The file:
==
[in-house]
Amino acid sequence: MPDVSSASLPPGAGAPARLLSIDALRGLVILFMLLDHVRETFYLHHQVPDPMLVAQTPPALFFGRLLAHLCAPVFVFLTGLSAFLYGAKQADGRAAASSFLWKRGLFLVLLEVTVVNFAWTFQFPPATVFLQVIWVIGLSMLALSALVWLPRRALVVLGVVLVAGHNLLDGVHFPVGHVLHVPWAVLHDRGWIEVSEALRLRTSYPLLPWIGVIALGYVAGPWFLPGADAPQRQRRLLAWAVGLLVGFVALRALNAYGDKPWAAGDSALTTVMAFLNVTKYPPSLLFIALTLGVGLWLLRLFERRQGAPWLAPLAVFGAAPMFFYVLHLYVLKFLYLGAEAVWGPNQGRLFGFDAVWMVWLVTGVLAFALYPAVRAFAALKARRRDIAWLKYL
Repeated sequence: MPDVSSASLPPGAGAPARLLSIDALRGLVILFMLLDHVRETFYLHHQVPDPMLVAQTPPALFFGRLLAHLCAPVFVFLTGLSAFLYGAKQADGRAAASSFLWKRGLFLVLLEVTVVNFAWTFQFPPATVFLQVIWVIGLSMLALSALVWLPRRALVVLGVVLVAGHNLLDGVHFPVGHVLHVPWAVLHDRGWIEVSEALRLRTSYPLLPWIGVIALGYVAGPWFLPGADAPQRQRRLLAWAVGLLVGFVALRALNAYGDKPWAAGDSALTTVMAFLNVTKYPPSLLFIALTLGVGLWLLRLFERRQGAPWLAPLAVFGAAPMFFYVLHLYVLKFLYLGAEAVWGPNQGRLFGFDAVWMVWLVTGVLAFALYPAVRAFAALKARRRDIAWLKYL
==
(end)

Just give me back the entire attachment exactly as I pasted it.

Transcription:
[in-house]
Amino acid sequence: MPDVSSASLPPGAGAPARLLSIDALRGLVILFMLLDHVRETFYLHHQVPDPMLVAQTPPALFFGRLLAHLCAPVFVFLTGLSAFLYGAKQADGRAAASSFLWKRGLFLVLLEVTVVNFAWTFQFPPATVFLQVIWVIGLSMLALSALVWLPRRALVVLGVVLVAGHNLLDGVHFPVGHVLHVPWAVLHDRGWIEVSEALRLRTSYPLLPWIGVIALGYVAGPWFLPGADAPQRQRRLLAWAVGLLVGFVALRALNAYGDKPWAAGDSALTTVMAFLNVTKYPPSLLFIALTLGVGLWLLRLFERRQGAPWLAPLAVFGAAPMFFYVLHLYVLKFLYLGAEAVWGPNQGRLFGFDAVWMVWLVTGVLAFALYPAVRAFAALKARRRDIAWLKYL
Repeated sequence: MPDVSSASLPPGAGAPARLLSIDALRGLVILFMLLDHVRETFYLHHQVPDPMLVAQTPPALFFGRLLAHLCAPVFVFLTGLSAFLYGAKQADGRAAASSFLWKRGLFLVLLEVTVVNFAWTFQFPPATVFLQVIWVIGLSMLALSALVWLPRRALVVLGVVLVAGHNLLDGVHFPVGHVLHVPWAVLHDRGWIEVSEALRLRTSYPLLPWIGVIALGYVAGPWFLPGADAPQRQRRLLAWAVGLLVGFVALRALNAYGDKPWAAGDSALTTVMAFLNVTKYPPSLLFIALTLGVGLWLLRLFERRQGAPWLAPLAVFGAAPMFFYVLHLYVLKFLYLGAEAVWGPNQGRLFGFDAVWMVWLVTGVLAFALYPAVRAFAALKARRRDIAWLKYL